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Alain Giguère

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Are you frightened or excited by change?

Categories: On my radar this week

Posted on 03-20-18 at 1:38 p.m.

Canadians are divided on this issue: 50% are afraid of change; 50% are excited by change (and the Air de la folie from Lucia di Lammermoor, as revisited by Luc Besson in The Fifth Element)

Change has become one of the most fundamental facts of modern societies. Technological evolution is undoubtedly one of the main drivers of the transformations we are experiencing, but it is certainly not the only one. Immigration, social diversity, personal mobility, market competition, financialization of the economy, climate, etc.: life is changing and becoming more complex from day to day. All these phenomena have a very real impact on people's daily lives.

Not only are we living in a unique period of change, but the pace of this change continues to accelerate. The law coined by Intel's Greg Moore (referred to in one of my previous posts) posits that microprocessor capacity doubles every two years, thus paving the way for a potentially exponential development of techno applications!

From the first traces of stone tools about 2.5 million years ago and the mastery of fire 450,000 years before our time, to the start of agriculture about 10,000 years ago and the invention of the wheel 5,500 years ago, we can see that technological progress was much slower historically than it is now.

And this is equally true of information dissemination. After the arrival of the Gutenberg press and its movable metal type in 1452, we had to wait until 1894 for the invention of the radio, 1926 for television, 1938 for the computer, 1981 for the PC (IBM) and 1989 for the Internet (world wide web).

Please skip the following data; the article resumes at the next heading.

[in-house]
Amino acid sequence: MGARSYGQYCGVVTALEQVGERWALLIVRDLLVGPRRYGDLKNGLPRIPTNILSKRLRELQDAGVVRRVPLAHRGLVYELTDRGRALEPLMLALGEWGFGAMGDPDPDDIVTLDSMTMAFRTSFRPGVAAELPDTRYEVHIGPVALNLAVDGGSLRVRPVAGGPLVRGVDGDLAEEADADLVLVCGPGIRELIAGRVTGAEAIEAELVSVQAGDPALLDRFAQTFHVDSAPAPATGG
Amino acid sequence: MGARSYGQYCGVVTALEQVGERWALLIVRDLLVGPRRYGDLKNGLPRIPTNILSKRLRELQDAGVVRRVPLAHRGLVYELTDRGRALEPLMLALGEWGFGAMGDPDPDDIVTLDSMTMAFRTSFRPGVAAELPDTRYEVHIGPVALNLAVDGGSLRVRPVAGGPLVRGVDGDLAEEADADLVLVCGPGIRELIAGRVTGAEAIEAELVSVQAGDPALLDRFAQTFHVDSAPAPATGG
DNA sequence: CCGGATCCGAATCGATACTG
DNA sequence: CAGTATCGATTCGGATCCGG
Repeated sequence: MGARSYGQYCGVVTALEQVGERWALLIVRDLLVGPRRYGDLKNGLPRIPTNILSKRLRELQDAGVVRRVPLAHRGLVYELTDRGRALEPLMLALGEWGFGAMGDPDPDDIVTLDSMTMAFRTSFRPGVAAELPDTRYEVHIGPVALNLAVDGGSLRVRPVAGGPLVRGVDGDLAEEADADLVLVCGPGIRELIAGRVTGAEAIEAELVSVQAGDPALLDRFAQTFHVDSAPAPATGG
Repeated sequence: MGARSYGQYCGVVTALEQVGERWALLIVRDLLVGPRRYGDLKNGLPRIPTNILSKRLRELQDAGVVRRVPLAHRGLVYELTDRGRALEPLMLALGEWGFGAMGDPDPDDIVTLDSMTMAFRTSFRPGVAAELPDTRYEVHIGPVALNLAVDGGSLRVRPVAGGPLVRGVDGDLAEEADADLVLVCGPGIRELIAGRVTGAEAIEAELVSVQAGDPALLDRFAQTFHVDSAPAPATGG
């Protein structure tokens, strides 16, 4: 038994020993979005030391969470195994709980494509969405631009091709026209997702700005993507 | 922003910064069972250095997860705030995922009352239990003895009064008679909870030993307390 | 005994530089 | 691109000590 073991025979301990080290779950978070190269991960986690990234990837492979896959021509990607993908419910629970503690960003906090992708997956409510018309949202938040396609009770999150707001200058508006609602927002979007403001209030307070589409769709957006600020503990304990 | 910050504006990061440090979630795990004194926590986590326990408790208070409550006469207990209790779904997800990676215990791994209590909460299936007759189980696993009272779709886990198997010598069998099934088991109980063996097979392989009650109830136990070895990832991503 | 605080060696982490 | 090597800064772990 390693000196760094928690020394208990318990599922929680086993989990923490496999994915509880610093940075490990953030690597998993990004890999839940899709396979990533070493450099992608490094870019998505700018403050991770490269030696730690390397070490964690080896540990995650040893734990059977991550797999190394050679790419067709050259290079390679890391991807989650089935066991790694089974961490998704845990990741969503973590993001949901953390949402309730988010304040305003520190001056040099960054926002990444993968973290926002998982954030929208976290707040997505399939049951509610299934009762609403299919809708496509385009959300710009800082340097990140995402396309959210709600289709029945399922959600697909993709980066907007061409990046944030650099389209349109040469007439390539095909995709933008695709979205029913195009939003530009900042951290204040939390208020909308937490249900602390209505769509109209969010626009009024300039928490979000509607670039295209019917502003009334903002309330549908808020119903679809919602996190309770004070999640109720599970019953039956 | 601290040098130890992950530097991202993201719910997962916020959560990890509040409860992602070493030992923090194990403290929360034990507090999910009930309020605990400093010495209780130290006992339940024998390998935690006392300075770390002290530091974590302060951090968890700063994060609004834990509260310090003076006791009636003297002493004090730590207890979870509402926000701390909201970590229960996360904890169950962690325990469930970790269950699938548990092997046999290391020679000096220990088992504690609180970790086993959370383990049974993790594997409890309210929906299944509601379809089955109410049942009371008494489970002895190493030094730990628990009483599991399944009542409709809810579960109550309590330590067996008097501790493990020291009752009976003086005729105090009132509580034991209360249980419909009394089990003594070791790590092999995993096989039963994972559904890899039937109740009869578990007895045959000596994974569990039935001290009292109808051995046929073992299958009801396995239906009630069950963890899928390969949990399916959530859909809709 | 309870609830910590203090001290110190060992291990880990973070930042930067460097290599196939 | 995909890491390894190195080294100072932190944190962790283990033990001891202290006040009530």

Since then, however, technological "progress" has obviously picked up speed. In the very near future, we expect a widespread Internet of Things, artificial intelligence, blockchains and quantum cryptography (ouch)! And the pace of innovation will only accelerate (Moore's law again).

In parallel with technology, the social fabric is also radically changing before our eyes. Wars, endemic poverty and climate change are driving populations in many parts of the world to migrate to Western countries where life is easier. This migratory burden creates identity problems for local populations, thus feeding the rise of populist movements.

All this, let's not forget, is compounded by the destruction caused by climate change.

The purpose here is not to enumerate all the challenges facing us today, but to present the context in which to interpret the results of this week's survey question.

This week's topic addresses people's attitudes towards change. With we present them with the statement "Change is part of the problem. It's very hard to keep up with," one in two Canadians agree (50%) with it, while one in two disagrees. The Canadian population is surprisingly divided on this issue, and the reality it describes, Thus, half of us "suffer" change as casualties of our era, while the other half see the opportunities for society and for themselves, personally, multiplying into the future.

Note that there is very little regional variation on this issue, with the exception of Quebec. Given the province's legendary "joie de vivre," Quebecers are almost ten points more enthusiastic about change than people in the rest of the country (57% of Quebecers disagree with the statement versus 48% who agree).

Significant variation on almost every socio-demographic and socio-economic characteristic

In a very pronounced way, this question and the issues it raises splits people by age group, income, education, occupation and market size!

Younger people, people with higher incomes and education, professionals, as well as those living in our largest urban centres are those most in favour of change. By contrast, older people, those with the lowest levels of income and education, skilled and unskilled labourers, and people living in smaller municipalities feel more threatened by change.